I emphasized here that both machine learning (ML) and econometrics (E) prominently feature prediction, one distinction being that ML tends to focus on non-causal prediction, whereas a significant part of E focuses on causal prediction. So they're both focused on prediction, but there's a non-causal vs. causal distinction. [Alternatively, as Dean Foster notes, you can think of both ML and E as focused on estimation, but with different estimands. ML tends to focus on estimating conditional expectations, whereas the causal part of E focuses on estimating partial derivatives.]
In any event, there's another key distinction between much of ML and Econmetrics/Statistics (E/S): E/S tends to be more concerned with probabilistic assessment of uncertainty. Whereas ML is often satisfied with point forecasts, E/S often wants interval, and ultimately density, forecasts.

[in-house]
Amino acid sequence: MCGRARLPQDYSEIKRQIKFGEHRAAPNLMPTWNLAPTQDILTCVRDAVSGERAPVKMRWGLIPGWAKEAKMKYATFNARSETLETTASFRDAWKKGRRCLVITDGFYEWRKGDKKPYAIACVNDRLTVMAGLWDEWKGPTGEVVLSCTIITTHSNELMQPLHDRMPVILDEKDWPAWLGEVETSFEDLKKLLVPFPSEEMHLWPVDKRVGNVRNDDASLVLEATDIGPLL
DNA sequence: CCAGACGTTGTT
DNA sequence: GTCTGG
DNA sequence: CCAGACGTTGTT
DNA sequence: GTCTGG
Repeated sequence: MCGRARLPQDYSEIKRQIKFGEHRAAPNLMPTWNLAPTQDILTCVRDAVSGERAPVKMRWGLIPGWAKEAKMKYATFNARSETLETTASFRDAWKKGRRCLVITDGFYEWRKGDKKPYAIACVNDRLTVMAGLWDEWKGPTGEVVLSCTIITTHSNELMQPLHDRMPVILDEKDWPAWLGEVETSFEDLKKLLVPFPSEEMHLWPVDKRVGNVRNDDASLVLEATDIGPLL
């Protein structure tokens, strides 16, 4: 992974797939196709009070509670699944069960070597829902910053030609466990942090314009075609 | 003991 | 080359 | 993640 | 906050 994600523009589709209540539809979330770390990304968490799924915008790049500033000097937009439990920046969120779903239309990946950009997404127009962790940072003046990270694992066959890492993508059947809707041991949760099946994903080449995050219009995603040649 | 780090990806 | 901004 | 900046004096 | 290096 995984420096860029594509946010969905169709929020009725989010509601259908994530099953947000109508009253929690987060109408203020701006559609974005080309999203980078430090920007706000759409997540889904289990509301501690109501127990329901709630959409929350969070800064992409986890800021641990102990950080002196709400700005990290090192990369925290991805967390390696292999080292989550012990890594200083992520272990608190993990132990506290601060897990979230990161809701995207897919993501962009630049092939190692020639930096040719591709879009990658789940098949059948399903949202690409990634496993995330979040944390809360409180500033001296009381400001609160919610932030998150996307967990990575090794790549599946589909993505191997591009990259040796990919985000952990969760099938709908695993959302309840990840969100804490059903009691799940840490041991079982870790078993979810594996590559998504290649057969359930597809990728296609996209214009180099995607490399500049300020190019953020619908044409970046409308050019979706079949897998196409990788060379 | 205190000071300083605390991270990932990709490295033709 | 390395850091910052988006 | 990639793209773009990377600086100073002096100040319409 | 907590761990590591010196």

There are at least two classes of reasons for the difference.
First, E/S recognizes that uncertainty is often of intrinsic economic interest. Think market risk, credit risk, counter-party risk, systemic risk, inflation risk, business cycle risk, etc.
Second, E/S is evidently uncomfortable with ML's implicit certainty-equivalence approach of simply plugging point forecasts into decision rules obtained under perfect foresight. Evidently the linear-quadratic-Gaussian world in which certainty equivalence holds resonates less than completely with E/S types. That sounds right to me. [By the way, see my earlier piece on optimal prediction under asymmetric loss.]